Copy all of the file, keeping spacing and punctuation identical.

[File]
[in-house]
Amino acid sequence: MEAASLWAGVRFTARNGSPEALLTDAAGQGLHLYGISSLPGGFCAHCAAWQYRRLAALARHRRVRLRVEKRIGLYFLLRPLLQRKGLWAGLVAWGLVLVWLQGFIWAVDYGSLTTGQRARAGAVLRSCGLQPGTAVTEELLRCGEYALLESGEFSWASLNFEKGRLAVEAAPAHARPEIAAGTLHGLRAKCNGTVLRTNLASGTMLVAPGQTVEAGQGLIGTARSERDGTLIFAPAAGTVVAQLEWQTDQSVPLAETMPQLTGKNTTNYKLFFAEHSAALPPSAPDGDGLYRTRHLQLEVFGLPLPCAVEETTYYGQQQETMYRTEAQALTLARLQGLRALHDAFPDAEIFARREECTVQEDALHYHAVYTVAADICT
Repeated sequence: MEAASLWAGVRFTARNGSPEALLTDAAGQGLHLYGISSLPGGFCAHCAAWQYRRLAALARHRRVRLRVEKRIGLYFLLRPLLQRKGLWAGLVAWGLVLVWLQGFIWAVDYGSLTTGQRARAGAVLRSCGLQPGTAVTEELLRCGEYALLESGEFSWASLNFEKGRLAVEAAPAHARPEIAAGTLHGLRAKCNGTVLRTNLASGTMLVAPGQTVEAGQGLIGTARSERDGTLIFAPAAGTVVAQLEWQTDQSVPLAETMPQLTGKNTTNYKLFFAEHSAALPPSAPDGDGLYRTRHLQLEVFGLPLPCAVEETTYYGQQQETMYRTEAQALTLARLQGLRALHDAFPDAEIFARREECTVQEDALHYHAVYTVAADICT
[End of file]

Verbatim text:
[in-house]
Amino acid sequence: MEAASLWAGVRFTARNGSPEALLTDAAGQGLHLYGISSLPGGFCAHCAAWQYRRLAALARHRRVRLRVEKRIGLYFLLRPLLQRKGLWAGLVAWGLVLVWLQGFIWAVDYGSLTTGQRARAGAVLRSCGLQPGTAVTEELLRCGEYALLESGEFSWASLNFEKGRLAVEAAPAHARPEIAAGTLHGLRAKCNGTVLRTNLASGTMLVAPGQTVEAGQGLIGTARSERDGTLIFAPAAGTVVAQLEWQTDQSVPLAETMPQLTGKNTTNYKLFFAEHSAALPPSAPDGDGLYRTRHLQLEVFGLPLPCAVEETTYYGQQQETMYRTEAQALTLARLQGLRALHDAFPDAEIFARREECTVQEDALHYHAVYTVAADICT
Repeated sequence: MEAASLWAGVRFTARNGSPEALLTDAAGQGLHLYGISSLPGGFCAHCAAWQYRRLAALARHRRVRLRVEKRIGLYFLLRPLLQRKGLWAGLVAWGLVLVWLQGFIWAVDYGSLTTGQRARAGAVLRSCGLQPGTAVTEELLRCGEYALLESGEFSWASLNFEKGRLAVEAAPAHARPEIAAGTLHGLRAKCNGTVLRTNLASGTMLVAPGQTVEAGQGLIGTARSERDGTLIFAPAAGTVVAQLEWQTDQSVPLAETMPQLTGKNTTNYKLFFAEHSAALPPSAPDGDGLYRTRHLQLEVFGLPLPCAVEETTYYGQQQETMYRTEAQALTLARLQGLRALHDAFPDAEIFARREECTVQEDALHYHAVYTVAADICT